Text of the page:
Copyright © American Library Association. All rights reserved --This text refers to an out of print or unavailable edition of this title.
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Kevin Phillips has written a thorough book that broadly compares 21st century America with other historical examples of over-reach. He notices eerie similarities. In America today we see the prosecution of wars on several fronts, a nation falling into increasing private and public debt and the rise of religious intolerance. Indeed, although this book was published in 2006, he very presciently anticipates the rise of the tea party movement.
So, can America fail? Well, possibly but not in the short run. A nation of such depth and entrepreneurial spirit will not collapse overnight. But, in the longer run? Well, the jury is still out. Afghanistan looks like a morass, debt will take decades to be repaid unless inflation helps out, and this creates problems of its own. And, as far as religion is concerned, America has made a clear turn to the unenlightened. No other nation in the developed world has such belief in a supernatural god, miracles and an eventual world ending clash between good and evil. The rest of the world is far more rational. Yet, it is not just the fact that Americans are religious. This is not a problem per se. Rather, it is that religion has become so intolerant. Never in living memory has America elected a non-believing President and there are no signs that this is about to change.
Kevin Phillips has done an admirable job documenting modern America. It will not be well received. My fear is that it will be even less heeded.
The book takes the reader through a well-detailed account of how we have reached this point, and where this likely leads. The "here" that Mr. Phillips outlines is a country where the dominant political party in the country has entered into a "great alliance" with the dominant religious organizations in the country in order to maintain joint dominance. The religious organizations benefit by continuing to assure that their agenda's are met by the politicians, while the political party benefits by keeping the eye of the governed off of the rape and pillage that is going on within the political apparatus. The focus weaves this involvement of the extreme right-wing fundamentalist clerics through all aspects of government, focusing in particular on the debt that has resulted and the foreign oil dependence that continues to drive most decisions, plunging the nation further into debt, resulting in increasing profits from those few who "own" that industry.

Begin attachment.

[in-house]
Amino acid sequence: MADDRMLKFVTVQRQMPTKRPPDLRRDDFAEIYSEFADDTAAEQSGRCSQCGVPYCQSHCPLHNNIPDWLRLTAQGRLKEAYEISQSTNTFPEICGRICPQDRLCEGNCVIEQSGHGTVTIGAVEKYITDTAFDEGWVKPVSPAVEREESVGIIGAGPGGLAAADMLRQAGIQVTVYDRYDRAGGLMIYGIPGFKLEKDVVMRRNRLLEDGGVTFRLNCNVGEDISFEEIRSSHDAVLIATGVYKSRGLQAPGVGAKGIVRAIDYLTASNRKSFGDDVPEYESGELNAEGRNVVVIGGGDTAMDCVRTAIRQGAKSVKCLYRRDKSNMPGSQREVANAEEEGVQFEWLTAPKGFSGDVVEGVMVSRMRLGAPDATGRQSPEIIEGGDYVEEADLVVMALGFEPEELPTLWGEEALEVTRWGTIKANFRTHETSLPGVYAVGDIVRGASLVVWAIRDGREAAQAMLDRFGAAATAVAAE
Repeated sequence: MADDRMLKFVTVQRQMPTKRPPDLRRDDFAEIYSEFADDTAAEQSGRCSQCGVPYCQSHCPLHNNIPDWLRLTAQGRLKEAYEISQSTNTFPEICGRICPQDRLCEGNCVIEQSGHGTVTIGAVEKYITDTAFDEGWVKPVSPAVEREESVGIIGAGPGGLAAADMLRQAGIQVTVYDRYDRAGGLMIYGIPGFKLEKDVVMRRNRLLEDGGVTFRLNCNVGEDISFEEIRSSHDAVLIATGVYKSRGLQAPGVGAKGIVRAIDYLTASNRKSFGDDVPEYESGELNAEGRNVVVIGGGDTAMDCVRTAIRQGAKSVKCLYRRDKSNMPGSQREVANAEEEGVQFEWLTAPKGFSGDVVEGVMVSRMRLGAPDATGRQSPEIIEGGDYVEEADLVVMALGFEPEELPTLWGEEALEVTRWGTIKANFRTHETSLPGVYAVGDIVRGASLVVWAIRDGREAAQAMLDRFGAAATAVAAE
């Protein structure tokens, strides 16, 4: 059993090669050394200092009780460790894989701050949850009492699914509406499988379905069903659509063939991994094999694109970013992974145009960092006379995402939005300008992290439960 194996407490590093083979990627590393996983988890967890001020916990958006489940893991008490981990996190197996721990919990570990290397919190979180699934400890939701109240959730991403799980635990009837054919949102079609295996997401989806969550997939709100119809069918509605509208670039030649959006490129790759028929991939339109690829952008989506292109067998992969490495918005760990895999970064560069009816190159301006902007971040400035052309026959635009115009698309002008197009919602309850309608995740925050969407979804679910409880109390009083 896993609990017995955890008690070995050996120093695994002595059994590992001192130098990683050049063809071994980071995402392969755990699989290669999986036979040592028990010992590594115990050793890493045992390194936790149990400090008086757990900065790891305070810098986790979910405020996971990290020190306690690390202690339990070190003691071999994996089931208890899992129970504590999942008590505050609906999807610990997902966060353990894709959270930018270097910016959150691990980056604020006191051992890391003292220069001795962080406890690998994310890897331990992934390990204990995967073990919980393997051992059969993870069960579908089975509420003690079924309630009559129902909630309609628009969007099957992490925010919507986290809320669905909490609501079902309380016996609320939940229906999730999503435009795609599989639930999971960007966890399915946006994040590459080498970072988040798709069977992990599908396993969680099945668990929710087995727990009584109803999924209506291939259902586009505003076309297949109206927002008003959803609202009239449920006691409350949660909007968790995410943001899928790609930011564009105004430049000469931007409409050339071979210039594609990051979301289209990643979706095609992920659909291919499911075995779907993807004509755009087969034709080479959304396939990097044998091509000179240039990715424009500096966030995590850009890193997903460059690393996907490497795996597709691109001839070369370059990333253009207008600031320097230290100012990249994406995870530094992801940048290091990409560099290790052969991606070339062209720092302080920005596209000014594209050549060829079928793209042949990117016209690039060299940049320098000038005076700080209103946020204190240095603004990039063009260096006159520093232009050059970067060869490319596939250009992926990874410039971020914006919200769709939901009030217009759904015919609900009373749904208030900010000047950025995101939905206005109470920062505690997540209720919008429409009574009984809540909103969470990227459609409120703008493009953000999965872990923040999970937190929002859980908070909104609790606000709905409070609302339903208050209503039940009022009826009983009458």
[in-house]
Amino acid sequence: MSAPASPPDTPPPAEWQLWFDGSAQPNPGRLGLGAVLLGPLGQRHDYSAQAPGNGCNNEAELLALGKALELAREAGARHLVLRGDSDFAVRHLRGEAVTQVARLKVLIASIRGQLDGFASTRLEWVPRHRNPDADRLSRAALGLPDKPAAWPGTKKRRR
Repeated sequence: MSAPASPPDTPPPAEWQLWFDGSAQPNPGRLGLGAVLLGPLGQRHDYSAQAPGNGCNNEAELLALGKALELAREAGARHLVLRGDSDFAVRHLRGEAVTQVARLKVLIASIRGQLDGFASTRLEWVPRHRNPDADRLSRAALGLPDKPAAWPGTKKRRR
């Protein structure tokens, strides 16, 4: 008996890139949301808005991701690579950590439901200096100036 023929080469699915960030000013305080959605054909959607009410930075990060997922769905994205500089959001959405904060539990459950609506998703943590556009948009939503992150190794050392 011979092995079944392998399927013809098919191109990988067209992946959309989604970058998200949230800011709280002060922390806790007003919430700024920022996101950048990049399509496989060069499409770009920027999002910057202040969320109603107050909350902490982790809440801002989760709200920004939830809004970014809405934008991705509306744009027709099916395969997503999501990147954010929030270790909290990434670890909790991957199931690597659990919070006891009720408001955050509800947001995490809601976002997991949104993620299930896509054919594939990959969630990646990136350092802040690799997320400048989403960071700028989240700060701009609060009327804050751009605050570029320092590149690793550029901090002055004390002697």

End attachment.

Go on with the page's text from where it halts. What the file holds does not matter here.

The historical aspects of the book were excellent, helping the reader to understand how we got where we are, as well as making it clear where history would advise that all nations end up when they get on the path that we have put ourselves on. It is not a comforting picture. I have given the book 4 stars because while the message and content are excellent and timely, I do think that the writing became just a little disjointed and rambled down some alleys at times. I would still highly recommend this book.